Capital: Fray Bentos
Population: 51.600 hab.
Density: 5,8 inhab./km2
Places to visit
Río Negro is nestled between the two most important rivers in the country, the majestic Río Uruguay (Uruguay River) and the mighty Río Negro (Black River). They have a combined discharge of over five million liters per second.
The territory contains numerous flowing rivers and borders with two major hydroelectric reservoirs: Rincón de Palmar and Rincón de Baygorria. Its climate is mild and pleasant which facilitates enjoyment of nature throughout the year.
Río Negro has extraordinarily fertile soil which exceeds 200 points on the CONEAT index in many areas, and this makes it one of the most productive departments in the country.
In Fray Bentos, the first industrial establishment of Uruguay was installed, Liebig´s internationally famous meat packing plant. Today, the department is witnessing a new period of rapid industrial development after the installation of the Botnia pulp mill, which has brought a new era of prosperity.
The department is also characterized by the presence of multiple areas of valuable and bountiful biodiversity. The preservation and valorization of these areas has been beneficial to the local communities living in the region. For example, the Farrapos Estuaries and Islands of Río Uruguay, located on the western coast of the department, have been identified and promoted as a Protected Area by the National System of Protected Areas, and are a source of pride for the people of Río Negro.
Located 45 km from Fray Bentos, Nuevo Berlín offers a resort area on the coastline of the Uruguay River, and small islands which allow you to enjoy a different kind of tourism.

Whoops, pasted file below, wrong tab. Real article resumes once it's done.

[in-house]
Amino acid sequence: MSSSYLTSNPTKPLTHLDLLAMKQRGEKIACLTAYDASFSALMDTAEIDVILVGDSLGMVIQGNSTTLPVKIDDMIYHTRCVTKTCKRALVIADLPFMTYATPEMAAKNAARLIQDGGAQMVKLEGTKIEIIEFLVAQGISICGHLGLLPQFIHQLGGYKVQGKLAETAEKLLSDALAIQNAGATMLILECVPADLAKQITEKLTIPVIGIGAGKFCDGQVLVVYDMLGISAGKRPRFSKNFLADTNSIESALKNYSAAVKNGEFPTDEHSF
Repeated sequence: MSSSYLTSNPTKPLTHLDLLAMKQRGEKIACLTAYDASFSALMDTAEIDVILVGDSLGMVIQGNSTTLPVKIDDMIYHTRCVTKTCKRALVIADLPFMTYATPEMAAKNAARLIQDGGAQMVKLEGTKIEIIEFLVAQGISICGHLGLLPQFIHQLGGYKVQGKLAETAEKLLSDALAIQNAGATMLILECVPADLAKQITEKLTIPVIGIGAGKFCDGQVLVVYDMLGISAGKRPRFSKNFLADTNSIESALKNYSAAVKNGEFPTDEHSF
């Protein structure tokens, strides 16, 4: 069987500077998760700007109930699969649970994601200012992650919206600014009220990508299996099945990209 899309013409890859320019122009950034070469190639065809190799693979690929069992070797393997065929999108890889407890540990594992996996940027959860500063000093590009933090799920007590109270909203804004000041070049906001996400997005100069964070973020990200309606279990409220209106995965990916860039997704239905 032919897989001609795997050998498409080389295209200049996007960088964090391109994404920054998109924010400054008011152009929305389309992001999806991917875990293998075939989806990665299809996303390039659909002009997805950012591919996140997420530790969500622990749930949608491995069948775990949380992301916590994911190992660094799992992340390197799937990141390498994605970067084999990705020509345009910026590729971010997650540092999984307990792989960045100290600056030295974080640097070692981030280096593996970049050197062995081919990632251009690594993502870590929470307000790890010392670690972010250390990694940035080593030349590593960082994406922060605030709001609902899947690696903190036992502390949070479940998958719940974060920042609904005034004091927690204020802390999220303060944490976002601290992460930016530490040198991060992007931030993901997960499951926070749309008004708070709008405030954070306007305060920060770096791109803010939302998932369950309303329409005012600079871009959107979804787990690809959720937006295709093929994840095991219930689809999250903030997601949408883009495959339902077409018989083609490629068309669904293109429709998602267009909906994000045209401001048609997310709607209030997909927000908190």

The tranquility and friendliness of its people make this village an ideal vacation spot. Its main points of interest are the Sauzal and Santa Rosa beaches, the Yeguada River, the Saladero ruins, the old Garbarino general store and the picturesque Nuevo Berlín pier. From there you are able to see several of the islands in the Uruguay River and embark on the adventures that each of them has to offer.
Accommodation options are varied. Tourists can choose from municipal motels, a posada in a period house on the promenade and the municipal campsite. When it is time to eat, you have the municipal Parador (a type of bar) with a great view of the Uruguay River and Casa Meira, a new restaurant located next to the service station.
Esteros de Farrapos National Park
The Esteros de Farrapos and Islands of the Uruguay River National Park is a system of riverine wetlands and islands that are permanently and/or temporarily flooded as a result of the flooding of the Uruguay River.
On its margins elevations develop that reach a height of between two and three meters, on which arboreal vegetation develops with a wide variety of species that cushion the effect of the river flooding. It is noteworthy for its high degree of naturalness, the diversity of its environments and its role in preventing and controlling floods, protecting the coastline of the Uruguay River, and as a breeding site for priority species in terms of both conservation and commercial value.
Several ecosystems coexist there: marches, swamps, natural fields and the coastal scrub, which generates a biological corridor. There is also the hill park which is open with a variety of trees allowing for a large diversity of birds, some of which are endangered nationally and regionally, such as Saffron-cowled blackbird and three species of capuchins.
The islands are also spaces for the breeding and wintering of Nearctic and Neotropical migratory species. This latter point has earned the area recognition as a Ramsar site. Among the mammals it should be noted that one of the two documented records of the maned wolf, the largest native canid and also endangered, comes from this area.
Source: Ministry of Tourism